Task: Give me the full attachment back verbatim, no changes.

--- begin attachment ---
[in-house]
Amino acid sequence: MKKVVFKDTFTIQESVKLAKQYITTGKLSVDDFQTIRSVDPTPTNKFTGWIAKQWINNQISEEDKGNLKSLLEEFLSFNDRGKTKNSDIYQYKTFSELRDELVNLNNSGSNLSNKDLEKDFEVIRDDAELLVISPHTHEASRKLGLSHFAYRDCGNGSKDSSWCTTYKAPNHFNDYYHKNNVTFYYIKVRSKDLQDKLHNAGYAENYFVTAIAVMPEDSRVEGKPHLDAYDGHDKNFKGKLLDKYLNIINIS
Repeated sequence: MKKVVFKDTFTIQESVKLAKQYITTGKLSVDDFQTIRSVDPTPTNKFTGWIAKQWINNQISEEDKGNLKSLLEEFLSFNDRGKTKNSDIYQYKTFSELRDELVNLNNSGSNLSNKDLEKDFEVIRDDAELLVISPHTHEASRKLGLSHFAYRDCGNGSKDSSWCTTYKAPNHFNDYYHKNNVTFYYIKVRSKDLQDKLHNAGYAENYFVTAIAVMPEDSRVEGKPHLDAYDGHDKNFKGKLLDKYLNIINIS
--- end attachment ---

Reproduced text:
[in-house]
Amino acid sequence: MKKVVFKDTFTIQESVKLAKQYITTGKLSVDDFQTIRSVDPTPTNKFTGWIAKQWINNQISEEDKGNLKSLLEEFLSFNDRGKTKNSDIYQYKTFSELRDELVNLNNSGSNLSNKDLEKDFEVIRDDAELLVISPHTHEASRKLGLSHFAYRDCGNGSKDSSWCTTYKAPNHFNDYYHKNNVTFYYIKVRSKDLQDKLHNAGYAENYFVTAIAVMPEDSRVEGKPHLDAYDGHDKNFKGKLLDKYLNIINIS
Repeated sequence: MKKVVFKDTFTIQESVKLAKQYITTGKLSVDDFQTIRSVDPTPTNKFTGWIAKQWINNQISEEDKGNLKSLLEEFLSFNDRGKTKNSDIYQYKTFSELRDELVNLNNSGSNLSNKDLEKDFEVIRDDAELLVISPHTHEASRKLGLSHFAYRDCGNGSKDSSWCTTYKAPNHFNDYYHKNNVTFYYIKVRSKDLQDKLHNAGYAENYFVTAIAVMPEDSRVEGKPHLDAYDGHDKNFKGKLLDKYLNIINIS